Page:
There were three powerful sermons he was preaching at that time that people loved and always wanted to hear. The sermon topics were: “Salvation through faith in Jesus Christ,” “Faith without work is dead,” and “Be faithful in tithing to the Lord.” These sermons brought revival to the churches to such an extent that Muwarure received a series of invitation letters requesting him to preach in other churches, and he willingly obliged.

Subsequent to that, the (late) Rev. Jove Ejanavi Aganbi invited Muwarure to preach specifically on the theme: “Be faithful in tithing to the Lord.” This sermon rekindled the spirit of giving in the church and brought joy to Rev. Aganbi, who then told John Muwarure, “John, my son, you are a Baptist-born preacher.”

His contributions

In about 1948, a group of some elderly men in the Sapele Baptist Association gathered together and formed an organization called the Baptist Elders Forum. Some of these men were discriminated against in their various churches due to their marital status, as they had more than one wife. They met for fellowship, prayer, and visitation. Prominent among them were: Pa Akpovwa, Pa Kogoroh, Pa Ejenobo, and Muwarure.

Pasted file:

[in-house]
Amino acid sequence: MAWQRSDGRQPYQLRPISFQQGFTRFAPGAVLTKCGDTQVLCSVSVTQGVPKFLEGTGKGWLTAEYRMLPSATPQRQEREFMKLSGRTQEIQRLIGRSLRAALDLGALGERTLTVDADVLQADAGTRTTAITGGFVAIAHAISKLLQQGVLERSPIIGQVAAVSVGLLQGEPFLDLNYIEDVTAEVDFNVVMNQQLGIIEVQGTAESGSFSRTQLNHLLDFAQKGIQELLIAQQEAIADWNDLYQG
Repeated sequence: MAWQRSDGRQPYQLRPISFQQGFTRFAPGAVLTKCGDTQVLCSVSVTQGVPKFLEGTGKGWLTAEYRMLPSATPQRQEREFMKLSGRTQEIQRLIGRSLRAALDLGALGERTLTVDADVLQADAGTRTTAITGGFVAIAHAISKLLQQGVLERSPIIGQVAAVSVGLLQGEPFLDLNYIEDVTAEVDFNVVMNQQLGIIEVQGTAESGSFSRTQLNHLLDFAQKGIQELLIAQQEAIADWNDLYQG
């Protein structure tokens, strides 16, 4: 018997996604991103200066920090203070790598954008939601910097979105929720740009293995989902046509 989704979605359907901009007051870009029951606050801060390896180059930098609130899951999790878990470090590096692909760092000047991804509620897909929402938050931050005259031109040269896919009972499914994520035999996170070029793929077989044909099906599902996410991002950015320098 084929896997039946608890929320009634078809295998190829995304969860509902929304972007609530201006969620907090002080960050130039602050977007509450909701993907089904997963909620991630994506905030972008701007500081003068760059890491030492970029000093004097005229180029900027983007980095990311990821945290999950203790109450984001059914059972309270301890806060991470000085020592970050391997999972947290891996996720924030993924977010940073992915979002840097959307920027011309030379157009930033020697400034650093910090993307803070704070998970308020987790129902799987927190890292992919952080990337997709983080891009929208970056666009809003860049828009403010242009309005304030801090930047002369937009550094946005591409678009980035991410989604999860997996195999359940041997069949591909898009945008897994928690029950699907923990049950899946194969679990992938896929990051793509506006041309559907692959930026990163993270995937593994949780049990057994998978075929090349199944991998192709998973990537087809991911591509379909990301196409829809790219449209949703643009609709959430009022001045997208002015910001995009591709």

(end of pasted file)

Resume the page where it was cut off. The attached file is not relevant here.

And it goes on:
In 1950, as the fellowship grew stronger, Muwarure, who was then a dynamic young man and a trader in Okpara waterside, was made the leader of the group. Through his evangelistic zeal, the fellowship continued to grow quickly and many preaching stations were opened as they moved around in a rotation. Also, any church they went to would take care of feeding them. Records show that in some of the open air evangelism crusades, the Rev. J. E. Aganbi and the Rev. E. M. Okerentie preached. As the organization grew stronger they became known as the Baptist Brotherhood.

In 1955, some people wrote a petition against the group to the Nigerian Baptist Convention, labeling them as secret cult. Rev. (Dr.) I. N. Patterson and Rev. Dr. J. T. Ayorinde were sent to investigate the allegations. The investigation was completed, and nothing incriminating was found against them. However, they were advised to change their name from the “Baptist Brotherhood” to something else.